As House Democrats begin their formal impeachment inquiry of President Donald Trump this week, it is important to explain the legal basis for the whistleblower complaint at the center of it all. According to news reports, the complaint, filed sometime around August 12 with the Intelligence Community’s Inspector General, alleges that President Trump pressured Ukrainian President Volodymyr Zelensky to reopen an investigation into former Vice President Joe Biden in an attempt to help the President’s 2020 reelection campaign.
The complaint was filed according to the formal process set forth under the Intelligence Community Whistleblower Protection Act (ICWPA) of 1998. That process is as follows:
- A designee of the Inspector General who receives a complaint of an urgent concern from an employee within the intelligence community has 7 days from receipt to report the complaint to the intelligence element’s IG.
- Within 14 calendar days from receipt, the responsible IG must report all complaints that the IG determines are credible to the head of the intelligence element, in this case the Director of National Intelligence (DNI), along with all supporting material.
- Within 7 days of receipt, the DNI is required to report the complaint to the Congressional intelligence committees along with any comments the intelligence element considers appropriate.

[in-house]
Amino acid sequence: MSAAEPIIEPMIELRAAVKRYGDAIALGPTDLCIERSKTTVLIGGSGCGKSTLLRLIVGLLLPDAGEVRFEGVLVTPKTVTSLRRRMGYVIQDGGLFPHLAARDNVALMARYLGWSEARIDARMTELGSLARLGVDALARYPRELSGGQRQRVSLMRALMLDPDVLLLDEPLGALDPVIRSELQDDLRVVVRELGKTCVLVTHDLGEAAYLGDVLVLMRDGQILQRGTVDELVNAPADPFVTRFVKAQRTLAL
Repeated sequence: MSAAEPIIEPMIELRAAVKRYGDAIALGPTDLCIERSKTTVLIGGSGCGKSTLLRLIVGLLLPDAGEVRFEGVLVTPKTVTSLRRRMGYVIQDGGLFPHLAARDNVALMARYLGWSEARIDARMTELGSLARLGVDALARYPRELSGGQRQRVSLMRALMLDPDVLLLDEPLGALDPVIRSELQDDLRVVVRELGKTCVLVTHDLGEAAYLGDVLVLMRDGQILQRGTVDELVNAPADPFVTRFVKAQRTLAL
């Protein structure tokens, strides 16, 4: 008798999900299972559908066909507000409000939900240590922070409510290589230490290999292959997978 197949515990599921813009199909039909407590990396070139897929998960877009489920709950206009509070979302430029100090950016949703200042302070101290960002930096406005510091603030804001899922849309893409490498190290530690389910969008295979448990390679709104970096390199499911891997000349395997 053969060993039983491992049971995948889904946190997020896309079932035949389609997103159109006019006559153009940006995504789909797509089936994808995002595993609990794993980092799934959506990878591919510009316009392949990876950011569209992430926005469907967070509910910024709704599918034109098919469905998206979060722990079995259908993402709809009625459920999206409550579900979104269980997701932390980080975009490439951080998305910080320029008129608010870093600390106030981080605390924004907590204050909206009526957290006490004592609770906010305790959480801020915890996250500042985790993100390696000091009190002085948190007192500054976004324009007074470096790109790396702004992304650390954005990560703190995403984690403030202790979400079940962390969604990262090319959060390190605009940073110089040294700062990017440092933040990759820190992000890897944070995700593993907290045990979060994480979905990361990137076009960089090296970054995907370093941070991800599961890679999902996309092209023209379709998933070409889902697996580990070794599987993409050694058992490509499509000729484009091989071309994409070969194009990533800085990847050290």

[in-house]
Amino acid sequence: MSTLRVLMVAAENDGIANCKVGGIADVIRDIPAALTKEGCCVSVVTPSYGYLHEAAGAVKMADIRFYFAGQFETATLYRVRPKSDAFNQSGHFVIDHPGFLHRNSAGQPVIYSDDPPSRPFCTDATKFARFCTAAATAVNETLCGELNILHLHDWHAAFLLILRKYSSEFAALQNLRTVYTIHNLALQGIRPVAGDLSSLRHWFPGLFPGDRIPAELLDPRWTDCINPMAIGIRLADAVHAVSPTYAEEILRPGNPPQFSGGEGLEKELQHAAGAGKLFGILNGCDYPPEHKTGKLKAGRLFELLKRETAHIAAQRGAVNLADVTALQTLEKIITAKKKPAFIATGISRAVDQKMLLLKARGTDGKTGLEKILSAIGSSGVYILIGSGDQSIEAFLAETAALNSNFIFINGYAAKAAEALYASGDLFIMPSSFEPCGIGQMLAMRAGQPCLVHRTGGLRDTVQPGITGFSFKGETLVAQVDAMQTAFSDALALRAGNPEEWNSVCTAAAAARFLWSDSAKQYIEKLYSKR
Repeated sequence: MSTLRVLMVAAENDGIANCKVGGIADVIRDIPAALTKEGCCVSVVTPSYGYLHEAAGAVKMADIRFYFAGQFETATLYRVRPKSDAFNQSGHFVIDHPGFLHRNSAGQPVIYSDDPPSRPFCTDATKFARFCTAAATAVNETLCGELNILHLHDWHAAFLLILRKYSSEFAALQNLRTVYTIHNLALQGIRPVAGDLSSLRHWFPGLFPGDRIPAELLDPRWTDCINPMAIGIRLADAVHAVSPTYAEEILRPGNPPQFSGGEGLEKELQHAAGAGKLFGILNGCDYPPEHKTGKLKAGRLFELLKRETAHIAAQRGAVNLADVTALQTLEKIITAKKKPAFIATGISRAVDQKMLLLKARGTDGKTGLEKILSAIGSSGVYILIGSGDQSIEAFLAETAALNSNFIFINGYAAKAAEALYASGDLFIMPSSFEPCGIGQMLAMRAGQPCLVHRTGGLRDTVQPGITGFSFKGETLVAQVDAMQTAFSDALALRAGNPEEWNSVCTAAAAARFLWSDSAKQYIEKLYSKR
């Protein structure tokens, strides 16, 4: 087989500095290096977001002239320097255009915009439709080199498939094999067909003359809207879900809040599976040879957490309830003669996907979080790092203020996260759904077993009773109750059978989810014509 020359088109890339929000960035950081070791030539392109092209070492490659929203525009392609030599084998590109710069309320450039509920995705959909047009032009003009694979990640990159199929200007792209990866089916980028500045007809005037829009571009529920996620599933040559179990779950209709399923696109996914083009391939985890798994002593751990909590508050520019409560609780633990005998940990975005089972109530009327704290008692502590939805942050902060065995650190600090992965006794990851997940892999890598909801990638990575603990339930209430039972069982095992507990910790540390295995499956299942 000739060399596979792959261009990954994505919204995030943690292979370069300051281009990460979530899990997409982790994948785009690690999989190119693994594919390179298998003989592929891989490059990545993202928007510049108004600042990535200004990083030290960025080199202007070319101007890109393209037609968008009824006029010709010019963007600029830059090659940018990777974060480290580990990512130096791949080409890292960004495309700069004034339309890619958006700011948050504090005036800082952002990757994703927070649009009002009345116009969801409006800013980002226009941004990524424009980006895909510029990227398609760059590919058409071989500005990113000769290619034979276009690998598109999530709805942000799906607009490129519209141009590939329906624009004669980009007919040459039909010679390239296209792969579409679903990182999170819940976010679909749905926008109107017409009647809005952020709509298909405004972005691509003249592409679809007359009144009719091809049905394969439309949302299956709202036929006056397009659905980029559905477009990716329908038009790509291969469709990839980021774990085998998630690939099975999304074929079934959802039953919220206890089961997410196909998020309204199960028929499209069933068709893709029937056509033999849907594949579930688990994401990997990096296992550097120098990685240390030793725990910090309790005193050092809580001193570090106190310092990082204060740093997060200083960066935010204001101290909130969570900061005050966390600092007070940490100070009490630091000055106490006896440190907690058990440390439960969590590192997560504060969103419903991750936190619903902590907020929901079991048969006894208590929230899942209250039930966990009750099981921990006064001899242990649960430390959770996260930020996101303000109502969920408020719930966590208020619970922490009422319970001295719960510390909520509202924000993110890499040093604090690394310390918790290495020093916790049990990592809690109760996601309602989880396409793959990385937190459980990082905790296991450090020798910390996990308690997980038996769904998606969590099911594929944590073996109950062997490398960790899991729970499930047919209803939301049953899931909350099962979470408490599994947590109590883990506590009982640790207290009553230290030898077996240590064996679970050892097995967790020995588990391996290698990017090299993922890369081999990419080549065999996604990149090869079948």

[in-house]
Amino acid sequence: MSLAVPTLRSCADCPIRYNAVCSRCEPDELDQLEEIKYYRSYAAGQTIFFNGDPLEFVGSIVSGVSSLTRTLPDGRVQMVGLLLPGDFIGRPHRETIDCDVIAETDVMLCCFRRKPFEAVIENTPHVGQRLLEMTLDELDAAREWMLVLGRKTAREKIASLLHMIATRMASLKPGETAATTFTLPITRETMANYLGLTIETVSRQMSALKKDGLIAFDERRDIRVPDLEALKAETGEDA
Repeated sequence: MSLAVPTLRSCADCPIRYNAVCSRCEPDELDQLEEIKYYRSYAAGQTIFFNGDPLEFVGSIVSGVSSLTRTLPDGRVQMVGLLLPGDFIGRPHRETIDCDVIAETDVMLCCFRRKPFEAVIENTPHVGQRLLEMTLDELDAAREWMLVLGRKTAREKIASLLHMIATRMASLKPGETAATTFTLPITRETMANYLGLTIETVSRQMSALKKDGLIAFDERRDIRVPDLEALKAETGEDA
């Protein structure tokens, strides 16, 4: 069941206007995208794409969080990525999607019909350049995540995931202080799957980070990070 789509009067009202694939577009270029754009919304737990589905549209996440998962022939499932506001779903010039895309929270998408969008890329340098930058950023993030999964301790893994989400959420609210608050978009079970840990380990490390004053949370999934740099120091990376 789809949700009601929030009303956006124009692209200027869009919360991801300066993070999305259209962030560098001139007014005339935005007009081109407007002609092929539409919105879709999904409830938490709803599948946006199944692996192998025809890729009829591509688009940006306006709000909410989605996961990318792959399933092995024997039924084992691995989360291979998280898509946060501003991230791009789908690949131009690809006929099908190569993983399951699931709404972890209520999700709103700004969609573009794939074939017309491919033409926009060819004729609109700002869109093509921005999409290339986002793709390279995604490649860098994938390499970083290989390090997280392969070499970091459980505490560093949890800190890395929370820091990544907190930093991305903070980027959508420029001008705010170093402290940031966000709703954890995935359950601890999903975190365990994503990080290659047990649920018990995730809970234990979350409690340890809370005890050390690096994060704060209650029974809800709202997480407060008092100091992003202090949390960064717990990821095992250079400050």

- In the event the IG does not report the complaint, does not find it credible, or reports it inaccurately, the complainant has the right to submit the complaint to either or both of the Congressional intelligence committees directly.
- If the complainant chooses to report directly to Congress, he/she must first provide a statement to the head of the intelligence element via the element’s IG providing notice of his/her intent to contact the Congressional intelligence committees directly. Moreover, the complainant must follow the head of the intelligence element’s guidance on security and the protection of classified material.
In accordance with the ICWPA, ICIG Michael Atkinson conducted a preliminary review, determined that the complaint was credible and, on August 26, sent the complaint to Joseph Maguire, the acting DNI. Maguire did not forward the complaint to the Congressional committees of jurisdiction within 7 days of receipt, and it is now being reported that he is relying in part on DOJ analysis that the complaint was not an “urgent concern” and that therefore the ICWPA does not apply. The ensuing showdown between the House and Senate intelligence committees and the Trump administration is a novel one, as legal precedent regarding the ability of an acting DNI to refuse to submit a complaint to Congress is unsettled. If the administration remains steadfast, then the whistleblower may decide to go directly to Congress.
The Dentons Public Policy Group will continue to monitor the situation and will provide updates accordingly.